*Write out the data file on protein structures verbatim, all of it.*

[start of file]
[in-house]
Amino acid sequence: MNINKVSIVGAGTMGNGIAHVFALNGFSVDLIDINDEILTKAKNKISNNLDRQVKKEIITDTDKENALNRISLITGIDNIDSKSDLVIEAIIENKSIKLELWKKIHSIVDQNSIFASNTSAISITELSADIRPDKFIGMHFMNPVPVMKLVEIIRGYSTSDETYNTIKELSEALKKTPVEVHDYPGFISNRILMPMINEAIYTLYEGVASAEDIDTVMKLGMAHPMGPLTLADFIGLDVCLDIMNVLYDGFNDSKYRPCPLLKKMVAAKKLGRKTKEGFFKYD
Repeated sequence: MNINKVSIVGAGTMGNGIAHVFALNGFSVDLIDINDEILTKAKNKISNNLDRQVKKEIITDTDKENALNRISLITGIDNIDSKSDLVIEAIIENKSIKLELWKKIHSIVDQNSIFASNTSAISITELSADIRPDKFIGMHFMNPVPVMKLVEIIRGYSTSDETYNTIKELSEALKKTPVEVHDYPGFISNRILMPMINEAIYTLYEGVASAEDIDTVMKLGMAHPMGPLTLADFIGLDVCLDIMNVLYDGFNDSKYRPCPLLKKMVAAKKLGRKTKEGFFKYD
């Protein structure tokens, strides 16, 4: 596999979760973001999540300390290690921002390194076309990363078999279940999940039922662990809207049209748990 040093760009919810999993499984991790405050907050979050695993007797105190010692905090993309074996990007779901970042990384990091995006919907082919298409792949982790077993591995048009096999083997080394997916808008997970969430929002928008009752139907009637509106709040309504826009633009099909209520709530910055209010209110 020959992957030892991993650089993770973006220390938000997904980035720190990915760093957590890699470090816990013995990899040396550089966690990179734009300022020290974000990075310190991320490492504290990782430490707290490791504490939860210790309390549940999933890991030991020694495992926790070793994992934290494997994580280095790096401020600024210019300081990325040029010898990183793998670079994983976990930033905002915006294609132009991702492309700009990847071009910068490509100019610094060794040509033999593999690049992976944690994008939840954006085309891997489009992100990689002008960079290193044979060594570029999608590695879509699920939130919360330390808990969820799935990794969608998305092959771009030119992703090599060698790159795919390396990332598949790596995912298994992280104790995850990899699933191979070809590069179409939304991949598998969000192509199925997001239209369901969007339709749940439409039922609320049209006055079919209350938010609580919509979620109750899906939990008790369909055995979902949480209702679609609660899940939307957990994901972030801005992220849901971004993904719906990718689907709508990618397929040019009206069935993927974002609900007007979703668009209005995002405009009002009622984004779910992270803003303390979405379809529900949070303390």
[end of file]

[in-house]
Amino acid sequence: MNINKVSIVGAGTMGNGIAHVFALNGFSVDLIDINDEILTKAKNKISNNLDRQVKKEIITDTDKENALNRISLITGIDNIDSKSDLVIEAIIENKSIKLELWKKIHSIVDQNSIFASNTSAISITELSADIRPDKFIGMHFMNPVPVMKLVEIIRGYSTSDETYNTIKELSEALKKTPVEVHDYPGFISNRILMPMINEAIYTLYEGVASAEDIDTVMKLGMAHPMGPLTLADFIGLDVCLDIMNVLYDGFNDSKYRPCPLLKKMVAAKKLGRKTKEGFFKYD
Repeated sequence: MNINKVSIVGAGTMGNGIAHVFALNGFSVDLIDINDEILTKAKNKISNNLDRQVKKEIITDTDKENALNRISLITGIDNIDSKSDLVIEAIIENKSIKLELWKKIHSIVDQNSIFASNTSAISITELSADIRPDKFIGMHFMNPVPVMKLVEIIRGYSTSDETYNTIKELSEALKKTPVEVHDYPGFISNRILMPMINEAIYTLYEGVASAEDIDTVMKLGMAHPMGPLTLADFIGLDVCLDIMNVLYDGFNDSKYRPCPLLKKMVAAKKLGRKTKEGFFKYD
């Protein structure tokens, strides 16, 4: 596999979760973001999540300390290690921002390194076309990363078999279940999940039922662990809207049209748990 040093760009919810999993499984991790405050907050979050695993007797105190010692905090993309074996990007779901970042990384990091995006919907082919298409792949982790077993591995048009096999083997080394997916808008997970969430929002928008009752139907009637509106709040309504826009633009099909209520709530910055209010209110 020959992957030892991993650089993770973006220390938000997904980035720190990915760093957590890699470090816990013995990899040396550089966690990179734009300022020290974000990075310190991320490492504290990782430490707290490791504490939860210790309390549940999933890991030991020694495992926790070793994992934290494997994580280095790096401020600024210019300081990325040029010898990183793998670079994983976990930033905002915006294609132009991702492309700009990847071009910068490509100019610094060794040509033999593999690049992976944690994008939840954006085309891997489009992100990689002008960079290193044979060594570029999608590695879509699920939130919360330390808990969820799935990794969608998305092959771009030119992703090599060698790159795919390396990332598949790596995912298994992280104790995850990899699933191979070809590069179409939304991949598998969000192509199925997001239209369901969007339709749940439409039922609320049209006055079919209350938010609580919509979620109750899906939990008790369909055995979902949480209702679609609660899940939307957990994901972030801005992220849901971004993904719906990718689907709508990618397929040019009206069935993927974002609900007007979703668009209005995002405009009002009622984004779910992270803003303390979405379809529900949070303390």